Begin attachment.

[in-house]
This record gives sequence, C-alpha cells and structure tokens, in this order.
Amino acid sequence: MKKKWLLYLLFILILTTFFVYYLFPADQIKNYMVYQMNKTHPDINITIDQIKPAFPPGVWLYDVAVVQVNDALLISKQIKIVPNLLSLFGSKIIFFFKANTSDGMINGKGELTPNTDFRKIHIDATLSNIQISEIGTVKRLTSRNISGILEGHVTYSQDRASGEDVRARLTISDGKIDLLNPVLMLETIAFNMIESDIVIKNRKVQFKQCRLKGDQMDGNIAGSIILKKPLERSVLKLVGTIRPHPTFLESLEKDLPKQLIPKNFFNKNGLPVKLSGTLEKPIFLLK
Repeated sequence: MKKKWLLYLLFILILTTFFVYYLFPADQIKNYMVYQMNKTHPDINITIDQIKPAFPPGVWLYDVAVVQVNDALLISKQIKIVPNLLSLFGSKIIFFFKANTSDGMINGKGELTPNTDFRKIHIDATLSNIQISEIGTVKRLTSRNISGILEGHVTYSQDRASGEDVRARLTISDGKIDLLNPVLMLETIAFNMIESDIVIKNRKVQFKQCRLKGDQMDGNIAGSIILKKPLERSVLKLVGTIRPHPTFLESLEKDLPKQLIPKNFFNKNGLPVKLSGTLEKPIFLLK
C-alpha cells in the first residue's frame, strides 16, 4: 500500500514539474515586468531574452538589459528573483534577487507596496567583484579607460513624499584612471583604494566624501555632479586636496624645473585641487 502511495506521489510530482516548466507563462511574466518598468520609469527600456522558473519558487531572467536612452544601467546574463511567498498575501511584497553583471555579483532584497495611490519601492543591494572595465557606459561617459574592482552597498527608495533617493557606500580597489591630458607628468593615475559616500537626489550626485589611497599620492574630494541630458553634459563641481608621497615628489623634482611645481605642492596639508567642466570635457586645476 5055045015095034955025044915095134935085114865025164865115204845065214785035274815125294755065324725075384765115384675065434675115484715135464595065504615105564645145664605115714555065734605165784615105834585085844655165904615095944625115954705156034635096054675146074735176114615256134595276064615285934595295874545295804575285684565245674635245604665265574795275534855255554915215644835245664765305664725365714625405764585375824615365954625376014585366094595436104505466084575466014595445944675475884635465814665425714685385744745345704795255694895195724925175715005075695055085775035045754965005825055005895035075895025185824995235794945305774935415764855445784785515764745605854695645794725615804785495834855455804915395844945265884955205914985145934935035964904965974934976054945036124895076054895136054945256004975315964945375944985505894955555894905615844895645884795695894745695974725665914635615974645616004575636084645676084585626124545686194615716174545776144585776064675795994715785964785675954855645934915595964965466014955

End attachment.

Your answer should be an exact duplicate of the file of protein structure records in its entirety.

[in-house]
This record gives sequence, C-alpha cells and structure tokens, in this order.
Amino acid sequence: MKKKWLLYLLFILILTTFFVYYLFPADQIKNYMVYQMNKTHPDINITIDQIKPAFPPGVWLYDVAVVQVNDALLISKQIKIVPNLLSLFGSKIIFFFKANTSDGMINGKGELTPNTDFRKIHIDATLSNIQISEIGTVKRLTSRNISGILEGHVTYSQDRASGEDVRARLTISDGKIDLLNPVLMLETIAFNMIESDIVIKNRKVQFKQCRLKGDQMDGNIAGSIILKKPLERSVLKLVGTIRPHPTFLESLEKDLPKQLIPKNFFNKNGLPVKLSGTLEKPIFLLK
Repeated sequence: MKKKWLLYLLFILILTTFFVYYLFPADQIKNYMVYQMNKTHPDINITIDQIKPAFPPGVWLYDVAVVQVNDALLISKQIKIVPNLLSLFGSKIIFFFKANTSDGMINGKGELTPNTDFRKIHIDATLSNIQISEIGTVKRLTSRNISGILEGHVTYSQDRASGEDVRARLTISDGKIDLLNPVLMLETIAFNMIESDIVIKNRKVQFKQCRLKGDQMDGNIAGSIILKKPLERSVLKLVGTIRPHPTFLESLEKDLPKQLIPKNFFNKNGLPVKLSGTLEKPIFLLK
C-alpha cells in the first residue's frame, strides 16, 4: 500500500514539474515586468531574452538589459528573483534577487507596496567583484579607460513624499584612471583604494566624501555632479586636496624645473585641487 502511495506521489510530482516548466507563462511574466518598468520609469527600456522558473519558487531572467536612452544601467546574463511567498498575501511584497553583471555579483532584497495611490519601492543591494572595465557606459561617459574592482552597498527608495533617493557606500580597489591630458607628468593615475559616500537626489550626485589611497599620492574630494541630458553634459563641481608621497615628489623634482611645481605642492596639508567642466570635457586645476 5055045015095034955025044915095134935085114865025164865115204845065214785035274815125294755065324725075384765115384675065434675115484715135464595065504615105564645145664605115714555065734605165784615105834585085844655165904615095944625115954705156034635096054675146074735176114615256134595276064615285934595295874545295804575285684565245674635245604665265574795275534855255554915215644835245664765305664725365714625405764585375824615365954625376014585366094595436104505466084575466014595445944675475884635465814665425714685385744745345704795255694895195724925175715005075695055085775035045754965005825055005895035075895025185824995235794945305774935415764855445784785515764745605854695645794725615804785495834855455804915395844945265884955205914985145934935035964904965974934976054945036124895076054895136054945256004975315964945375944985505894955555894905615844895645884795695894745695974725665914635615974645616004575636084645676084585626124545686194615716174545776144585776064675795994715785964785675954855645934915595964965466014955